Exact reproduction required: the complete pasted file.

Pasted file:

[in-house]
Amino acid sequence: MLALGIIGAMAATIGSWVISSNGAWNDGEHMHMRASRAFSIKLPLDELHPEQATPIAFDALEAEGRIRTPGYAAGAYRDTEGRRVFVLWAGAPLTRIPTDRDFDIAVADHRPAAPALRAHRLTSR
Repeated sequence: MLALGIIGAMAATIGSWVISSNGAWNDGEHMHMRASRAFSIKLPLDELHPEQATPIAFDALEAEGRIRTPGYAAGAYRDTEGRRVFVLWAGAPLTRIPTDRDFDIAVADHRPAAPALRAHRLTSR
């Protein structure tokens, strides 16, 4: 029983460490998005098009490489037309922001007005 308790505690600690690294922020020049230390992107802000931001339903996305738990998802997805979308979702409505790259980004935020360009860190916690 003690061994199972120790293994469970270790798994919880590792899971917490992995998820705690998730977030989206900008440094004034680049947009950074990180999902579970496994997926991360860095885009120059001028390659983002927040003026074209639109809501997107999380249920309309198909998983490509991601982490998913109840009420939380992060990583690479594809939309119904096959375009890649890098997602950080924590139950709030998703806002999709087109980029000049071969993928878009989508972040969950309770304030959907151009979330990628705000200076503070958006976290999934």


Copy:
[in-house]
Amino acid sequence: MLALGIIGAMAATIGSWVISSNGAWNDGEHMHMRASRAFSIKLPLDELHPEQATPIAFDALEAEGRIRTPGYAAGAYRDTEGRRVFVLWAGAPLTRIPTDRDFDIAVADHRPAAPALRAHRLTSR
Repeated sequence: MLALGIIGAMAATIGSWVISSNGAWNDGEHMHMRASRAFSIKLPLDELHPEQATPIAFDALEAEGRIRTPGYAAGAYRDTEGRRVFVLWAGAPLTRIPTDRDFDIAVADHRPAAPALRAHRLTSR
């Protein structure tokens, strides 16, 4: 029983460490998005098009490489037309922001007005 308790505690600690690294922020020049230390992107802000931001339903996305738990998802997805979308979702409505790259980004935020360009860190916690 003690061994199972120790293994469970270790798994919880590792899971917490992995998820705690998730977030989206900008440094004034680049947009950074990180999902579970496994997926991360860095885009120059001028390659983002927040003026074209639109809501997107999380249920309309198909998983490509991601982490998913109840009420939380992060990583690479594809939309119904096959375009890649890098997602950080924590139950709030998703806002999709087109980029000049071969993928878009989508972040969950309770304030959907151009979330990628705000200076503070958006976290999934």